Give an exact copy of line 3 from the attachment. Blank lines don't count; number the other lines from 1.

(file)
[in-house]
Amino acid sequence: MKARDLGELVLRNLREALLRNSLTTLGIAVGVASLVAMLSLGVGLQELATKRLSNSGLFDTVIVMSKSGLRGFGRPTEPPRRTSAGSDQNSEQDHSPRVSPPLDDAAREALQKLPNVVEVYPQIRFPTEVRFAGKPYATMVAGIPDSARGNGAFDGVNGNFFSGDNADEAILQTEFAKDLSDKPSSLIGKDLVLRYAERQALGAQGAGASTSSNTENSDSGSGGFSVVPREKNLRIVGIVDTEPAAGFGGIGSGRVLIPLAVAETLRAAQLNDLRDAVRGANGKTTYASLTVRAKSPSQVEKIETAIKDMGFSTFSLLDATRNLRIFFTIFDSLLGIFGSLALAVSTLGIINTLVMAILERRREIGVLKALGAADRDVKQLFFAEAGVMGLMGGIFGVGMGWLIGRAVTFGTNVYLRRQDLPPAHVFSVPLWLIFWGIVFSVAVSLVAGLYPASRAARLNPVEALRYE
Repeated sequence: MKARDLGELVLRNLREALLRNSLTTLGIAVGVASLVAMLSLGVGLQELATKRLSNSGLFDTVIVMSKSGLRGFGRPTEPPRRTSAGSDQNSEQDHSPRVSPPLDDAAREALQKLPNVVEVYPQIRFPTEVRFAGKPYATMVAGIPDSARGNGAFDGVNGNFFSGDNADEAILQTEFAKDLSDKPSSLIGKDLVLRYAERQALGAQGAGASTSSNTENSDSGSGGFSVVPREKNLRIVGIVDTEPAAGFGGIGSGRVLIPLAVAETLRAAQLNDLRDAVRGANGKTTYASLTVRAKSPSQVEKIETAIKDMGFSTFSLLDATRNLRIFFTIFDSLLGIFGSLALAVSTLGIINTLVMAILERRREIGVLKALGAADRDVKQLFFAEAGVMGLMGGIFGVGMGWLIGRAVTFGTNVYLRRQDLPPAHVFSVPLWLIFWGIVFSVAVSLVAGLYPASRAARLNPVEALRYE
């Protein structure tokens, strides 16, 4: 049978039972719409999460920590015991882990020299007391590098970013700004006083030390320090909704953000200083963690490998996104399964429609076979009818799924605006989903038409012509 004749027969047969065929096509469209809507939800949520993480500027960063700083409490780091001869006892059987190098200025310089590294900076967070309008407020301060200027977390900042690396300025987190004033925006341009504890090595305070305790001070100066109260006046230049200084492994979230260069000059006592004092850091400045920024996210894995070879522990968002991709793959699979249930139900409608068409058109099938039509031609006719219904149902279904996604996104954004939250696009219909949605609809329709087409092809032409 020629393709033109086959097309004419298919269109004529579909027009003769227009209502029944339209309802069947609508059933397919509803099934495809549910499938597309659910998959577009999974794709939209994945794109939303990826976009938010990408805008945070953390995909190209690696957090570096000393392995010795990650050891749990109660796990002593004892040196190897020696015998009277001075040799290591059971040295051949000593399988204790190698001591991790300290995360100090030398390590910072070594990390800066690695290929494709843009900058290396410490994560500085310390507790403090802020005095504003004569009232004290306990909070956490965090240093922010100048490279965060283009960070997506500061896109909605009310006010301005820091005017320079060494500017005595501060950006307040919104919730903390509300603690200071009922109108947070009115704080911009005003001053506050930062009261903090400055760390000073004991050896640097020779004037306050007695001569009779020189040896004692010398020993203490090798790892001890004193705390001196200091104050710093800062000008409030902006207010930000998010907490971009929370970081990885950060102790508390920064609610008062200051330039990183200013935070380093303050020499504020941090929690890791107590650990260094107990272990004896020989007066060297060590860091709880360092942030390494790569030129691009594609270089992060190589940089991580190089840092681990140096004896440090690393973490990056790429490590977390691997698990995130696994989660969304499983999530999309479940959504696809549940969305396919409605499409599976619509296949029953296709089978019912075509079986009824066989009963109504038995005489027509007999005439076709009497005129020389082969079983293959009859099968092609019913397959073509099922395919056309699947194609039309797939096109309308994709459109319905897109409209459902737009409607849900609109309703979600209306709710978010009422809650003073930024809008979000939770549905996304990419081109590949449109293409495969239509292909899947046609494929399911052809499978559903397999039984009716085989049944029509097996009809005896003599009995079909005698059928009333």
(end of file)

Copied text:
Repeated sequence: MKARDLGELVLRNLREALLRNSLTTLGIAVGVASLVAMLSLGVGLQELATKRLSNSGLFDTVIVMSKSGLRGFGRPTEPPRRTSAGSDQNSEQDHSPRVSPPLDDAAREALQKLPNVVEVYPQIRFPTEVRFAGKPYATMVAGIPDSARGNGAFDGVNGNFFSGDNADEAILQTEFAKDLSDKPSSLIGKDLVLRYAERQALGAQGAGASTSSNTENSDSGSGGFSVVPREKNLRIVGIVDTEPAAGFGGIGSGRVLIPLAVAETLRAAQLNDLRDAVRGANGKTTYASLTVRAKSPSQVEKIETAIKDMGFSTFSLLDATRNLRIFFTIFDSLLGIFGSLALAVSTLGIINTLVMAILERRREIGVLKALGAADRDVKQLFFAEAGVMGLMGGIFGVGMGWLIGRAVTFGTNVYLRRQDLPPAHVFSVPLWLIFWGIVFSVAVSLVAGLYPASRAARLNPVEALRYE